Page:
Paraguayan Armed Forces Help the Homeless with Operation Winter
By Dialogo July 17, 2015Come to Mercedes, province of Buenos AIres, where we're all flooded, it's incredible no one is concerned about us. Finally they've got the mentality to do good that is so needed. Also have the chance to train those people who need it so much or just able to work
Paraguay’s Armed Forces, with the help of government and civil society agencies, are providing 110 homeless persons of all ages with free shelter during the year’s coldest months in the capital of Asunción as part of Operation Winter.
“The operation is activated when the temperature falls below 10ºC,” said Brigadier General Raimundo Ramón Reyes, commanding officer of the First Infantry Division. Its barracks, one of the Military’s locations that provide shelter, are on the outskirts of Asunción, close to the Paraguay River.
During the year’s first Operation Winter on June 18, 27 homeless persons - 19 men, five women and three girls - stayed at the First Infantry Division’s barracks, said Aldo Zaldívar, with the National Emergency Department, which is also involved in the initiative.
“Although we are prohibited from housing children and adults together at the shelter in question, the three girls were allowed in the shelter because they were the daughters of a woman rescued from the intense cold,” Zaldívar told the daily ABC Color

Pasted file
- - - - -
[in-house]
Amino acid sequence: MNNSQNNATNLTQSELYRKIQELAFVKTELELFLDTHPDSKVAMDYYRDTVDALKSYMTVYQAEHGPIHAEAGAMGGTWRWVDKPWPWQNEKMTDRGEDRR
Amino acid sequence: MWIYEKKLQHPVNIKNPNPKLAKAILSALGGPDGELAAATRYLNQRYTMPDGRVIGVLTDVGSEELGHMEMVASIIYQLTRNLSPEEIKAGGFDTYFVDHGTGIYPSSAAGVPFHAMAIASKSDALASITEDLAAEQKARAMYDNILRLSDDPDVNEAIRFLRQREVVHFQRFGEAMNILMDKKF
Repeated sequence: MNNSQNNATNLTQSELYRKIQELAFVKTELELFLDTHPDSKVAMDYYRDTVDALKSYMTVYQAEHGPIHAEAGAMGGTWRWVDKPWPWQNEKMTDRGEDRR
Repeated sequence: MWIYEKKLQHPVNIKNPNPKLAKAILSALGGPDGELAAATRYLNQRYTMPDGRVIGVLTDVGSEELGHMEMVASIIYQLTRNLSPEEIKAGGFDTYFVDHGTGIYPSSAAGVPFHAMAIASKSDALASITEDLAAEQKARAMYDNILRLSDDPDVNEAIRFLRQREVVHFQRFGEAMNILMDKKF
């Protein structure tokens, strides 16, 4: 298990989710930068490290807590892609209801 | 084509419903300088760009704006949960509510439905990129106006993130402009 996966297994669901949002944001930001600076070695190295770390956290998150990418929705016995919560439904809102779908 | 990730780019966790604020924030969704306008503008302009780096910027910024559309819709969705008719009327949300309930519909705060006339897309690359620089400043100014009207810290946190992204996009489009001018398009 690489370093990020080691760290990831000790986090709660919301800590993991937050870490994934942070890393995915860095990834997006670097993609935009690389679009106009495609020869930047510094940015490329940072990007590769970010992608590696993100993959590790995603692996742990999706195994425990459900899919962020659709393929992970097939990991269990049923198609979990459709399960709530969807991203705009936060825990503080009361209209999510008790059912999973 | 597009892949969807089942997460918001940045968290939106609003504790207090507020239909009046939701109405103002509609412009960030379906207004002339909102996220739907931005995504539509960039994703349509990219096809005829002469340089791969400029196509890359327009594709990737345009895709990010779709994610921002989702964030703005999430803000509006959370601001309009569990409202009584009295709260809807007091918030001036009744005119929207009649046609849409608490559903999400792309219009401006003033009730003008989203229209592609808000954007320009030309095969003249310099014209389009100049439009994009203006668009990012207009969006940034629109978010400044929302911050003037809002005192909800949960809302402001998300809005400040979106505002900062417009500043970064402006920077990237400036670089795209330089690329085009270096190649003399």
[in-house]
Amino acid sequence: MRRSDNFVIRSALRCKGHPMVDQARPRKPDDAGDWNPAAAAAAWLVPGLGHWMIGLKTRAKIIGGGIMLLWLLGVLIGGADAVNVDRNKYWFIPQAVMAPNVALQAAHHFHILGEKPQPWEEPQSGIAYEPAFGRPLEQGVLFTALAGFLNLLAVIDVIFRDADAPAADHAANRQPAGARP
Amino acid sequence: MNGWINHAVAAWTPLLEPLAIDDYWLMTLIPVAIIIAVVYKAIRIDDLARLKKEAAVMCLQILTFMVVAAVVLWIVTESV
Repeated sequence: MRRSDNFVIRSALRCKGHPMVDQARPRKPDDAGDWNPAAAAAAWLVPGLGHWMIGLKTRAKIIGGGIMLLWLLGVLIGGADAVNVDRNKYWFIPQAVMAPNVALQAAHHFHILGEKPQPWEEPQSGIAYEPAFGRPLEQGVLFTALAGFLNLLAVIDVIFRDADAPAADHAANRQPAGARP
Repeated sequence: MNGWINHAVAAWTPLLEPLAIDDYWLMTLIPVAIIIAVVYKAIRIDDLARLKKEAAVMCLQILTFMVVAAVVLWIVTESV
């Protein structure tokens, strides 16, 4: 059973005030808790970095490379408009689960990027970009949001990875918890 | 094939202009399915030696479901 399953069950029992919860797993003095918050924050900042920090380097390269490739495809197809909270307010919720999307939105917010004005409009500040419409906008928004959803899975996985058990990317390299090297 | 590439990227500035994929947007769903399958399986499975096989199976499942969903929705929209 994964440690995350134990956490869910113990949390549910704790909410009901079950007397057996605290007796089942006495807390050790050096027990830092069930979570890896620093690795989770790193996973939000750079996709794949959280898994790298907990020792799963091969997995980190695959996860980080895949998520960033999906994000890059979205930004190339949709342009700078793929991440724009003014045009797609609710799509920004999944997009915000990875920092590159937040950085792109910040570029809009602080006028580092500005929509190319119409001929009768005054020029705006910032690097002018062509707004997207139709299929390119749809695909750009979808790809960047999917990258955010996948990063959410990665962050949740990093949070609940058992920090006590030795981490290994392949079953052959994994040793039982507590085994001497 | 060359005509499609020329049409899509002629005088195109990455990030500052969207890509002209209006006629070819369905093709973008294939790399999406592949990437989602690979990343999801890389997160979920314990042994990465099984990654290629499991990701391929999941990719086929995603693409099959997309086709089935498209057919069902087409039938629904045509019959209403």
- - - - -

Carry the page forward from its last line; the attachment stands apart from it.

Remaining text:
on June 19. “However, generally they are referred to the Department of Children and Adolescents. But since they were with their mother, we allowed them to remain in her care.”
One homeless man wrapped himself in a blanket as he settled into a bunk bed near a space heater. As it began to drizzle and the temperature plummeted outside, the man tried to forget the hard day he spent begging on Asunción’s streets.
The other 83 homeless participating in Operation Winter spent the night in Asunción’s main plazas downtown, where service members distributed weatherized tents that include mattresses, blankets and food.
“We respect their lifestyle; we do not judge them for being homeless,” said Brigadier General Ramón Reyes. “When they arrive, the first step is to give them a general medical check-up to detect whether they are suffering any sort of ailment and offer them medical treatment and medication. The next step is to allow them to get cleaned up.”
Service members are also preparing to accommodate an influx of people who could be left homeless by the possible flooding of the Paraguay River caused by intense rainfall during recent months. The Military provides basic assistance for riverside residents trying to erect improvised housing on barrack grounds.
While at the barracks, the Military provides the homeless with hygiene services, haircuts and food, while the sick are sent to government medical centers. Four service members stationed at the shelter have been trained in first aid, sanitation and human rights.
“For breakfast they had cocido con galleta
, as well as an alternative menu of hot soup to recover their strength,” Brigadier General Ramón Reyes said, stressing the base’s doors will always be open to citizens in need. Residents can anonymously report minors living on the streets by calling toll free 147 and disclose their location. “People also arrive on their own or are brought by 911 National Police patrols.”